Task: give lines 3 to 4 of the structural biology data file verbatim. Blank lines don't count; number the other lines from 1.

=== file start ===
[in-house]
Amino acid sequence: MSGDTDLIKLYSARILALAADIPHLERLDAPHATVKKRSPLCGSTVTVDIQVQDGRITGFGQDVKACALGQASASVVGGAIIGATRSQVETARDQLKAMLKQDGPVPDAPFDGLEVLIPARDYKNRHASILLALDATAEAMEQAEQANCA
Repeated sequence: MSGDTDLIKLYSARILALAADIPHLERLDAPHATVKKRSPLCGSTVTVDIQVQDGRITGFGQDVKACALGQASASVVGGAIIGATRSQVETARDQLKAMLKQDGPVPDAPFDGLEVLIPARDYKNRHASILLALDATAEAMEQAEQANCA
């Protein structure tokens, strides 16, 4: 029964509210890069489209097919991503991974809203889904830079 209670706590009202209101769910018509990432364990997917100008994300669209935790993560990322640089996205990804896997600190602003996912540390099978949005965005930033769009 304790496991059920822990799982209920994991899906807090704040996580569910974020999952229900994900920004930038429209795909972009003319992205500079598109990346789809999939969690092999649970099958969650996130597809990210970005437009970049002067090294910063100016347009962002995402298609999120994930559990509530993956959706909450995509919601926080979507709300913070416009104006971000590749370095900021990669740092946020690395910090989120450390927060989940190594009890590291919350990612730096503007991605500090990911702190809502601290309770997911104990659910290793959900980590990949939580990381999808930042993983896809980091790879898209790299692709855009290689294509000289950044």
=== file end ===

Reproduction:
Repeated sequence: MSGDTDLIKLYSARILALAADIPHLERLDAPHATVKKRSPLCGSTVTVDIQVQDGRITGFGQDVKACALGQASASVVGGAIIGATRSQVETARDQLKAMLKQDGPVPDAPFDGLEVLIPARDYKNRHASILLALDATAEAMEQAEQANCA
């Protein structure tokens, strides 16, 4: 029964509210890069489209097919991503991974809203889904830079 209670706590009202209101769910018509990432364990997917100008994300669209935790993560990322640089996205990804896997600190602003996912540390099978949005965005930033769009 304790496991059920822990799982209920994991899906807090704040996580569910974020999952229900994900920004930038429209795909972009003319992205500079598109990346789809999939969690092999649970099958969650996130597809990210970005437009970049002067090294910063100016347009962002995402298609999120994930559990509530993956959706909450995509919601926080979507709300913070416009104006971000590749370095900021990669740092946020690395910090989120450390927060989940190594009890590291919350990612730096503007991605500090990911702190809502601290309770997911104990659910290793959900980590990949939580990381999808930042993983896809980091790879898209790299692709855009290689294509000289950044």